Freedom Forum organized a programme on ‘Human Rights on Internet/Cyberspace’ in Kathmandu on November 15, drawing the participation of 36 people from different sectors. Multifarious issues surfaced during the discussion. They were need of digital literacy, promotion and protection of FoE, and privacy, data protection, accountability of ISPS, urgent need of transparency on algorithm used by NTA to filter content, discriminatory digital space, non-participatory policy-making, multi-stakeholders approach to deal with internet issues, amendment of existing laws and policies, access to affordability of internet etc.
On the occasion, FF Chief Executive Taranath Dahal highlighted the objective of the program. He said the program was organized to foster debate on human rights on cyberspace in Nepal because the issues surrounding internet and cyber were emerging vehemently in recent time. The program would help provide input to the government to improve the present draft of national cyber security policy. The interface among IT community, rights defenders, government representatives, CSOs, academia and media, among others would function as an important platform to bring to light the pressing issues of internet, he added.
Similarly, human rights lawyer Santosh Sigdel viewed internet carries the values set by UDHR and ICCPR. As FoE is a frontier-less issue, it obviously covers the internet platform tool. The policy relating to internet must be human rights based, he stressed, adding making of policies relating to internet must be participatory. Citizen’s access to and affordability of internet should be major issues because they help ensure FoE online.
Advocate Tanka Aryal viewed human rights should be interpreted in a positive way.
Similarly, IT entrepreneur Bibhushan Bista pointed out the need of talking about net neutrality in Nepal too. Time has come to advocate for the rights to property on internet too. “I prefer to say internet facilitates human rights,” he observed. Discussion is necessary on what contents should the internet have.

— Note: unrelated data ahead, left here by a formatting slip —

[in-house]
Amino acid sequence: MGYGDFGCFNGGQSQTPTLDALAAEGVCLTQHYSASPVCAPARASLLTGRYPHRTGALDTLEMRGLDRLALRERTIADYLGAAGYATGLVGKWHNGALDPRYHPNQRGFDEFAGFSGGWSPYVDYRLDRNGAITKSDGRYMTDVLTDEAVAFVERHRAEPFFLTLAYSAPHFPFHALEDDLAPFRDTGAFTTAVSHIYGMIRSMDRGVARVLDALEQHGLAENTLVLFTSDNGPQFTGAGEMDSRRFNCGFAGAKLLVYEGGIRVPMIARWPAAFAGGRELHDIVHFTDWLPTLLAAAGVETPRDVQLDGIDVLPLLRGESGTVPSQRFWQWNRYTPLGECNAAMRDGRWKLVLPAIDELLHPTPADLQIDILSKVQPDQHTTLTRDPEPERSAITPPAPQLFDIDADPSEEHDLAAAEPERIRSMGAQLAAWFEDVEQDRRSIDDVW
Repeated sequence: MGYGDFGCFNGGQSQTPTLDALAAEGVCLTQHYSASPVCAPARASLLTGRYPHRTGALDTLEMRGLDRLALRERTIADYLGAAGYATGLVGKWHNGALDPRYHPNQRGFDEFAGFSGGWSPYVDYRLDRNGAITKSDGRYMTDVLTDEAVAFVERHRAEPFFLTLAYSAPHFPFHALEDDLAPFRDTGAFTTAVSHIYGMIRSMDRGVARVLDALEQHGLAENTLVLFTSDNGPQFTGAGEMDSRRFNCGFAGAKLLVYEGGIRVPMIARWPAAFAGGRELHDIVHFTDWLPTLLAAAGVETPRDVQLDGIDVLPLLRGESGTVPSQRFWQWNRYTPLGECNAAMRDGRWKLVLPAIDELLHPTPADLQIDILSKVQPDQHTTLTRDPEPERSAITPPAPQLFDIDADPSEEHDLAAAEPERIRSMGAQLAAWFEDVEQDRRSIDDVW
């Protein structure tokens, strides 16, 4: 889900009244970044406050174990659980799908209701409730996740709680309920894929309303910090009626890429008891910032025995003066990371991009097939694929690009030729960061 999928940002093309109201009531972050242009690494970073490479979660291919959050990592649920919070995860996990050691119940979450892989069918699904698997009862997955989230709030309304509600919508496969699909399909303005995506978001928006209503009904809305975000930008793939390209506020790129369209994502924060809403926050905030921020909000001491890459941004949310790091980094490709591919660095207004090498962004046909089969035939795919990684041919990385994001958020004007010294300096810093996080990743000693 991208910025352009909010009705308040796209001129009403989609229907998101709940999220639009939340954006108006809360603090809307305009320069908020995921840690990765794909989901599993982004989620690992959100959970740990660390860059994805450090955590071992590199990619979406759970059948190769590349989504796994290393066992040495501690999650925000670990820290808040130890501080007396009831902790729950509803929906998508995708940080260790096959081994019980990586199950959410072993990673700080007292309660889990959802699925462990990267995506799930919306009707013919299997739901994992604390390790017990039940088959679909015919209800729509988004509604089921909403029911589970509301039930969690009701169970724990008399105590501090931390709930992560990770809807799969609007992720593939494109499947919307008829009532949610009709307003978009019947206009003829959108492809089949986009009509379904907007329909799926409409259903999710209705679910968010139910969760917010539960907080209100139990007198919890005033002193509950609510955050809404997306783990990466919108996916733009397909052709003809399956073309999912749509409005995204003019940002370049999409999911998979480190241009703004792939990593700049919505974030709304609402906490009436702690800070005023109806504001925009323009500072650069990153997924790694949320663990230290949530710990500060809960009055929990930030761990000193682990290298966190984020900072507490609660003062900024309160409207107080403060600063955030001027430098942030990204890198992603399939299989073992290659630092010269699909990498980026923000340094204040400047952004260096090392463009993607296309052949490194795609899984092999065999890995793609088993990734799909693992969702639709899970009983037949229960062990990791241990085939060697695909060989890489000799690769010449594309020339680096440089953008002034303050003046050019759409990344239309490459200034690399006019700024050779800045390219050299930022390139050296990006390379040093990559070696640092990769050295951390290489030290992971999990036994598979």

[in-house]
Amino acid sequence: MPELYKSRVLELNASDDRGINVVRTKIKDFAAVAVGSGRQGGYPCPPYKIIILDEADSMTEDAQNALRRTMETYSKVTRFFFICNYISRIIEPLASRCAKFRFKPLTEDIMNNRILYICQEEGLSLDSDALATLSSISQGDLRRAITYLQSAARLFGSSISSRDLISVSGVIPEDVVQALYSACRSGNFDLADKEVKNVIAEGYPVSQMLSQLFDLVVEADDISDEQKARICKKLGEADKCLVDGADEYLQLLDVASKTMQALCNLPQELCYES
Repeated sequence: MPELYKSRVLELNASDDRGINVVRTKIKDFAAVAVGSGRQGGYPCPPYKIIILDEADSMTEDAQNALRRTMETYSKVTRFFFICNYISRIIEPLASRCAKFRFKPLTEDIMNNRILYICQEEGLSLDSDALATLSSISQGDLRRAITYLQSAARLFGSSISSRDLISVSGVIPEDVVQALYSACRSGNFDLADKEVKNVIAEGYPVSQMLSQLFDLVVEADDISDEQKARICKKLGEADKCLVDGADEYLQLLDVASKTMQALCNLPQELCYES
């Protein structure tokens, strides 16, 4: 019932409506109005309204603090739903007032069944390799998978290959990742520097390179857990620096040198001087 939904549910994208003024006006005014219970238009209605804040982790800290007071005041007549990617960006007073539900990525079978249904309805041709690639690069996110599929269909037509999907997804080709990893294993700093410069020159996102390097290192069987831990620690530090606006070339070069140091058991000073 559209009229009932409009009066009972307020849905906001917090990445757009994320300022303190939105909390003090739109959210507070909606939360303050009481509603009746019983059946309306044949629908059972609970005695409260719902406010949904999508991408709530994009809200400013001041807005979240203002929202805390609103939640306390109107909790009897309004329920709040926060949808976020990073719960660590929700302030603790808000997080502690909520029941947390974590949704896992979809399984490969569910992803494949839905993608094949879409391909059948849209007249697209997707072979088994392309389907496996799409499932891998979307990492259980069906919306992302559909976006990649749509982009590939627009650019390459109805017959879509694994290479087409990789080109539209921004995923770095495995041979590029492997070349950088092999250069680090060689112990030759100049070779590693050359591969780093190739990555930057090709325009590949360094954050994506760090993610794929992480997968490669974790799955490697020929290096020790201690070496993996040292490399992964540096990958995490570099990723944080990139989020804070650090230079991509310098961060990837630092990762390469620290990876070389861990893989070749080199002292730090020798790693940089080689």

Editor Rajan Kuikel viewed how State and people have used internet- positively or negatively should be studied well. Is internet for suppression of rights or promotion of FoE? Let’s discuss well, he added.
According to Assistant District Attorney Officer at Kathmandu, Shiluka Lingthep, most of the cyber crimes (95%) were perpetrated against women in Nepal. The most invoked law on cyber crime in Nepal is Electronic Transaction Act. She underscored the need of digital literacy and worried that ‘cyber crime’ is yet to be formally defined in Nepal. The concerned sectors need to launch and promote cyber literacy, she underscored.
Moreover, Joint Secretary at the Ministry of Communications and Information Technology Anil Dutt informed that the Ministry was receiving inputs on the draft of the national cyber security policy. So, the inputs from this program could help better it, he hoped. “Internet is a tool to which we can use it in any way we want. So, it’s positive sides should be explored for the benefit,” he added. Dutta also informed that IT Bill was pending at parliament for long. “We still have time to amend it,” he assured.
According to him, the Ministry had got numerous feedback on the draft of national cyber security policy. Data from as many as 101 government agencies were linked to central data base. There is Security Operating System , and 13-member CIRT, Dutta informed. There is a content filtering program at Nepal Telecommunication Authority (NTA). Government is planning to set up cyber security centre as well.
FF Executive Chief Dahal reiterated again and urged Ministry Joint Secretary that the policy-making process must be participatory. Only the government officials in the team to review policy and acts is not acceptable, he reminded.